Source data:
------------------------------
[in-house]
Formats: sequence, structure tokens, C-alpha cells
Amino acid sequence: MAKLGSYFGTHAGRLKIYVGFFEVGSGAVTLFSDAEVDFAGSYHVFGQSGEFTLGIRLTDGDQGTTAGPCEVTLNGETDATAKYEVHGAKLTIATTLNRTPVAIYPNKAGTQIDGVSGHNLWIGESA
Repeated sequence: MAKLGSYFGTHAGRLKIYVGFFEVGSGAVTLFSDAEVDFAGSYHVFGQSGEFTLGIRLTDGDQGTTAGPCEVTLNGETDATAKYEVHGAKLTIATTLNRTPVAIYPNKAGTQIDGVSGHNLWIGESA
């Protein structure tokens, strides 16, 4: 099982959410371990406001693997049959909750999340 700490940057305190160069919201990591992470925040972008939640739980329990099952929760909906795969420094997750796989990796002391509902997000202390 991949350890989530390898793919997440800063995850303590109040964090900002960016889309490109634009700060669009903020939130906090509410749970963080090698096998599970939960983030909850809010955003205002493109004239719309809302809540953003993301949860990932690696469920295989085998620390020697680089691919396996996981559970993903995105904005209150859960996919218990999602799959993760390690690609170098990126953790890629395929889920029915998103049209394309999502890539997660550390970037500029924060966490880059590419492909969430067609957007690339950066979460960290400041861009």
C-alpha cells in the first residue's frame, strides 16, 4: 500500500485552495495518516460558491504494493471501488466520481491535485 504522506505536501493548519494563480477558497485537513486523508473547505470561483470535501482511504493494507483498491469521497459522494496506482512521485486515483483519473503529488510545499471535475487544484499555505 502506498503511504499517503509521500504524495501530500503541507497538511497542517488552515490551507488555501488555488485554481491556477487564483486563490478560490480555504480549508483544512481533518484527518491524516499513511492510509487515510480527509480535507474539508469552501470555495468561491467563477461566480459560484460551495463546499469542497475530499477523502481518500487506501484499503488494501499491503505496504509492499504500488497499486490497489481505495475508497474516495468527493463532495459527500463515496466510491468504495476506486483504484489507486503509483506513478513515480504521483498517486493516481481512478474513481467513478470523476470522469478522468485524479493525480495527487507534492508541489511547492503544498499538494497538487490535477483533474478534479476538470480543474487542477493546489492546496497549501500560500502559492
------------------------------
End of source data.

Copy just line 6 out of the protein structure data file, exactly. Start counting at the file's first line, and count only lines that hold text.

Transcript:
C-alpha cells in the first residue's frame, strides 16, 4: 500500500485552495495518516460558491504494493471501488466520481491535485 504522506505536501493548519494563480477558497485537513486523508473547505470561483470535501482511504493494507483498491469521497459522494496506482512521485486515483483519473503529488510545499471535475487544484499555505 502506498503511504499517503509521500504524495501530500503541507497538511497542517488552515490551507488555501488555488485554481491556477487564483486563490478560490480555504480549508483544512481533518484527518491524516499513511492510509487515510480527509480535507474539508469552501470555495468561491467563477461566480459560484460551495463546499469542497475530499477523502481518500487506501484499503488494501499491503505496504509492499504500488497499486490497489481505495475508497474516495468527493463532495459527500463515496466510491468504495476506486483504484489507486503509483506513478513515480504521483498517486493516481481512478474513481467513478470523476470522469478522468485524479493525480495527487507534492508541489511547492503544498499538494497538487490535477483533474478534479476538470480543474487542477493546489492546496497549501500560500502559492